Anderson's and Elkins's books are closely related, in many ways complementary, equally devastating in their indictment of British atrocities. Yet their approaches are sharply different. Elkins writes like a prosecutor, Anderson more like a judge - a more conscientious and fair-minded one than those presiding over Mau Mau trials. There is a wider compassion for all the war's victims in his work than in Elkins': she is too inclined to place all blame on the British, the settlers, and their allies the Kikuyu "Loyalists". She reproduces some outworn stereotypes of Kenyan settlers as a decadent aristocracy, and depicts pro-British Africans as merely greedy exploiters.

Probably well over half the war's victims were killed by fellow Kikuyu, whether Mau Mau, police or Home Guard. The Emergency was many things but one of them, clearly, was a Kikuyu civil war. This dimension, while not quite missing, is underplayed in Elkins's account.

Anderson is stronger too on the broad contexts of British colonial policy and ideology. Elkins's picture of these, again, oversimplifies - mostly reducing them to a crude and virulent racism (which was obviously present, but itself requires more exploration) and the idea of a colonial "civilising mission". That phrase and concept was mostly dead before the time she writes about. On the other side, although she says much about Mau Mau detainees' staunchness for their beliefs, there is disappointingly little explanation of what these were; of what motivated Mau Mau.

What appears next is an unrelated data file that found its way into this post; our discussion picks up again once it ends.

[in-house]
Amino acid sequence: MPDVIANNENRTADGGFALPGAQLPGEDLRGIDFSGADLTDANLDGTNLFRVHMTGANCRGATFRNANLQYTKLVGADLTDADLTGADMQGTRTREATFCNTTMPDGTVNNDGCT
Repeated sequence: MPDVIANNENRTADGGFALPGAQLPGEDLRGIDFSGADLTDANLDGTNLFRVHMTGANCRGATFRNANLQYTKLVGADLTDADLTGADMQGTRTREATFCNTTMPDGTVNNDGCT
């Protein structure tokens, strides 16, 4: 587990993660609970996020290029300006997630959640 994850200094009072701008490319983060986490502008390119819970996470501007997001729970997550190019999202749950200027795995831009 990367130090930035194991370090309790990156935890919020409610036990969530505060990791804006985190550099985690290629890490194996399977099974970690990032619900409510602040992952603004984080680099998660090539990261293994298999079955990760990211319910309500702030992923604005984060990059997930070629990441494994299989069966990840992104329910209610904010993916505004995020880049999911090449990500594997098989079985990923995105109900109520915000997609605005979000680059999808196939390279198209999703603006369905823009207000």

Her greatest achievement, conversely, lies in unearthing through hundreds of interviews the tragic and horrifying memories of Kikuyu participants. Her best chapters are on detainees' experiences "behind the wire", drawing heavily on interview material. A more probing attitude to some of their claims, though, would have strengthened her book, even on the level of indictment. So would avoidance of the clichéd and largely inapt Nazi analogies which she too often invokes. What Britain did in Kenya was - as both Anderson and Elkins make clear in unprecedented and shocking detail - vicious, shameful and unforgiveable. Loose rhetorical comparisons do not help make that vital point, but distract from it.

Stephen Howe's 'Empire: a very short introduction' is published by Oxford